These are prepared remarks, on A-30/S-1829, set to be delivered to the Senate Health, Human Services and Senior Citizens Committee, as well as the Assembly Appropriations Committee, this afternoon.
New Jersey Policy Perspective strongly supports A-30 because it begins to address one of the biggest problems facing our state, the alarming increase in extreme child poverty. This increase is well above the national average, and has continued even during the economic recovery. As you may be aware, we recently released a comprehensive report on this issue and the findings were startling. We found that the increase in extreme child poverty was largely a result of the state’s failure to support TANF (Temporary Assistance to Needy Children), which is the only basic assistance available for poor families.
The TANF cash benefit, which is $424 a month for a family of three, has not been increased in 29 years. Ronald Reagan was still president, and the Bangles’ “Walk Like an Egyptian” was the top hit of the day. Because it’s been so long since the benefit has been adjusted, its value has been cut in half due to inflation, and it has gone from 61% of the federal poverty level in 1981 to only 25% of the poverty level today.
Since eligibility is based on the TANF benefit, far fewer poor children are eligible for any assistance. Whereas in the past, most poor children received help, today over 80 percent do not received any assistance. Unless something is done soon, TANF will cease to be a viable safety net for children.
What makes this particularly disturbing is that this is occurring at the same time the state has been granting hundreds of millions of dollars in tax credits to some of the biggest corporations in the state in response to the state’s weak economy, even though that same economy is also hurting struggling families.
Giving all children a shot at success is not only the right moral choice, it’s a much better investment. The newest research shows that poverty costs New Jersey $13 billion each year in reduced productivity, increased crime and poorer health outcomes.
We either pay now or pay much more later.
There is no question that the TANF benefit is woefully inadequate, even by the state’s own standards. Since 2003, the Department of Human Services has established a standard for decency that takes into account real needs of a family including the cost of housing. That standard is now $2700 for a family of three, seven times higher then the current TANF benefit level.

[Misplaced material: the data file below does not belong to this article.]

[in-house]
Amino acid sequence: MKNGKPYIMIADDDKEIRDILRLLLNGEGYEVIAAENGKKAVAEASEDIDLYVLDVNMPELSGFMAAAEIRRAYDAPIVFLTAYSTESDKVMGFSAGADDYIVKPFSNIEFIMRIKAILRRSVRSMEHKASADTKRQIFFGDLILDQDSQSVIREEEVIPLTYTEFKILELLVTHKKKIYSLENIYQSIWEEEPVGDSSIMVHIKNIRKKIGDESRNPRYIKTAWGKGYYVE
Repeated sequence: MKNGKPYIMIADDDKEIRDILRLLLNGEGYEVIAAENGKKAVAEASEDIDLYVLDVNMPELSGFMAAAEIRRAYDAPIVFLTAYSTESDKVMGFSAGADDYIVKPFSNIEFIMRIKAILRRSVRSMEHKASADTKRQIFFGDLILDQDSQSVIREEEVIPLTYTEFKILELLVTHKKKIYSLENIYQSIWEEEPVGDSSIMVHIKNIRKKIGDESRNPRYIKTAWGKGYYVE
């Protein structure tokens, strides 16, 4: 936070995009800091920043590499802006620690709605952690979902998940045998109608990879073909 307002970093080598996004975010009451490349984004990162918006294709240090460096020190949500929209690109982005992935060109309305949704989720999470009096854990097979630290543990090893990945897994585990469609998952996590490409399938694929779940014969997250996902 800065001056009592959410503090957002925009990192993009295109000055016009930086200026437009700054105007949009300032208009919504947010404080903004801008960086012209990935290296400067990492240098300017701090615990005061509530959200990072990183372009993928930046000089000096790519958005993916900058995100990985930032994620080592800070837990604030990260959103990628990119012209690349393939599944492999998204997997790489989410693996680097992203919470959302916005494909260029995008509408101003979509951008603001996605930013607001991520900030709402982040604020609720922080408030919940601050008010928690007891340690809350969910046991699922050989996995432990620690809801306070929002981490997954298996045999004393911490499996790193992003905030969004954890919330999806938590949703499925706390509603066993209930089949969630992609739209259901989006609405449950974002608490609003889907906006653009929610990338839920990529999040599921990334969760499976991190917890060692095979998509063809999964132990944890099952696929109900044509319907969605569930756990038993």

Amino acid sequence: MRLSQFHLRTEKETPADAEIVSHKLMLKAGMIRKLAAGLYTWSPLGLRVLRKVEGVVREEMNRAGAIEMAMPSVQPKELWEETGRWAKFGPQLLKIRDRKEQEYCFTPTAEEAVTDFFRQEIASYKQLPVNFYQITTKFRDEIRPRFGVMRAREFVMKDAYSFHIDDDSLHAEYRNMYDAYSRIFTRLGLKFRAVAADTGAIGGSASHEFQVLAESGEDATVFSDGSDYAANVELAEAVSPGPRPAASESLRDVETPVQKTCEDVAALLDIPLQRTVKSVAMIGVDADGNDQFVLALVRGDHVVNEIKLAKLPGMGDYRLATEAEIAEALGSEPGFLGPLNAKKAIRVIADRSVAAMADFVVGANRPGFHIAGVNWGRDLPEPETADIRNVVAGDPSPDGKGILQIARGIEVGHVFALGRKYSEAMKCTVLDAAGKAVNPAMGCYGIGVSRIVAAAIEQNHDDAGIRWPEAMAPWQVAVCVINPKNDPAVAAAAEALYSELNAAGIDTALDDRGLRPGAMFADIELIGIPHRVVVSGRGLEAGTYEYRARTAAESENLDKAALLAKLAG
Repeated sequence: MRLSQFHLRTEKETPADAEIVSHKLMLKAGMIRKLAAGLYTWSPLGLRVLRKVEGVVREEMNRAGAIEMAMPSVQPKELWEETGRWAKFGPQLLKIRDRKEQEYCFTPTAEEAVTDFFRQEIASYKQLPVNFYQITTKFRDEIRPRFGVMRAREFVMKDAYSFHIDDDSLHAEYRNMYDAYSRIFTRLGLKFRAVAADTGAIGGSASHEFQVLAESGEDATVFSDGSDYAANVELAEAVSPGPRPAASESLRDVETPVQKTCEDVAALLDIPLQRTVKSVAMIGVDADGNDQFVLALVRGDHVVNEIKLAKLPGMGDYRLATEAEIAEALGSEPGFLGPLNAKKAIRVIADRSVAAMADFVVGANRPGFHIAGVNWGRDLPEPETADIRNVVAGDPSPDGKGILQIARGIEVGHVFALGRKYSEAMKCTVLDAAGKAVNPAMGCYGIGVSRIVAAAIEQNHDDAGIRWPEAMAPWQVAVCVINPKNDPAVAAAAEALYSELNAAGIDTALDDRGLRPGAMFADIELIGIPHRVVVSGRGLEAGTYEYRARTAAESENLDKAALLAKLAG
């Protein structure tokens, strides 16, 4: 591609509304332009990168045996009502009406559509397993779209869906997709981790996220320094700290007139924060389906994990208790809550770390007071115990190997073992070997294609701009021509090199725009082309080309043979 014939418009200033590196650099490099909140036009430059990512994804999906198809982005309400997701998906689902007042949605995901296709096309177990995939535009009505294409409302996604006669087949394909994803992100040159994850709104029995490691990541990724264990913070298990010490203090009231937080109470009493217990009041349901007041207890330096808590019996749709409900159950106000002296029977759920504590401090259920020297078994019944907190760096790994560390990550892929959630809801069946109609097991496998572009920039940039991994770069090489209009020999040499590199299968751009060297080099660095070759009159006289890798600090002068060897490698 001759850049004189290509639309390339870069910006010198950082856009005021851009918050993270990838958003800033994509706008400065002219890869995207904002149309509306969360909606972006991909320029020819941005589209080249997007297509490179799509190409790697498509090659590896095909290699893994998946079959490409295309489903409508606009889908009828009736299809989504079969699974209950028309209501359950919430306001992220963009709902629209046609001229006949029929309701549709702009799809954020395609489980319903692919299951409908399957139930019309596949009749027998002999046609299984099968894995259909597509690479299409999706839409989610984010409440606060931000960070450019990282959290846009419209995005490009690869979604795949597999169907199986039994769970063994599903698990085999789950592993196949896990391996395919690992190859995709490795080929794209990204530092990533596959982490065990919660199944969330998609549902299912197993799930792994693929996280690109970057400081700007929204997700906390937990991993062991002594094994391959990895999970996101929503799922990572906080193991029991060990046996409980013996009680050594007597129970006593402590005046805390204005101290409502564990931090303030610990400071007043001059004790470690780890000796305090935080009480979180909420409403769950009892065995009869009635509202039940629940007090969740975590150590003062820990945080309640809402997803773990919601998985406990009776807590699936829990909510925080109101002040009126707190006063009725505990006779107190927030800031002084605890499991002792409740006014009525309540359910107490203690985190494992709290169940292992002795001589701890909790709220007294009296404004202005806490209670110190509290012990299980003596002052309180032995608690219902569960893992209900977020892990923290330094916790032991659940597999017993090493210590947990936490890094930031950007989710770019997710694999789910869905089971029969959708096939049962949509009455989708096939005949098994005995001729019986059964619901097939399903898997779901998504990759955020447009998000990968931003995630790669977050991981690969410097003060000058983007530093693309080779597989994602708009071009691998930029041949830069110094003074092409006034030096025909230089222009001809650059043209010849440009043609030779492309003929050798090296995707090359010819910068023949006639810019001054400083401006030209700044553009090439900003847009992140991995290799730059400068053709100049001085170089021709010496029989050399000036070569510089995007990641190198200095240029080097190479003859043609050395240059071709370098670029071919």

New Jersey also has fallen far behind many other states in the TANF benefit. It now has the lowest benefit by far in the northeast and the 10th lowest in the nation when the cost of housing is considered. We should all be embarrassed that the New Jersey TANF benefit fails to supports children as well as much poorer states like West Virginia and Kentucky.
The low grant level along with other restrictions in TANF has also made it unresponsive to real needs in our state. While there have been major increases in unemployment and the child poverty rate, the TANF enrollment rate has gone down substantially – exactly the opposite of what you would expect.
TANF’s decreasing eligibility levels also mean much less economic opportunity for the parents which is needed to lift them out of poverty. TANF offers education and training programs, as well as support services like child care and transportation, that promote economic independence. TANF also offers emergency assistance such as for housing which parents need on a temporary basis before they can resume employment. But most parents below the poverty level are not eligible for any of these supports because, like most poor children, they are not eligible for TANF. In effect we treat most poor families as if they do not exist.
The research shows that many families go in and out of poverty depending on their employment situation. The trick is to provide the supports that families need while they are working to prevent dependence and the temporary assistance they need when they lose their job or other income. Although it could be better, the state has made substantial improvements in supports for working families such as in increasing the state EITC and expanding Medicaid. However where the state has completely failed is helping the poorest families who are unemployed and have no income at all. A-30 begins to fill this real need and extend the ladder of opportunity to all New Jerseyans.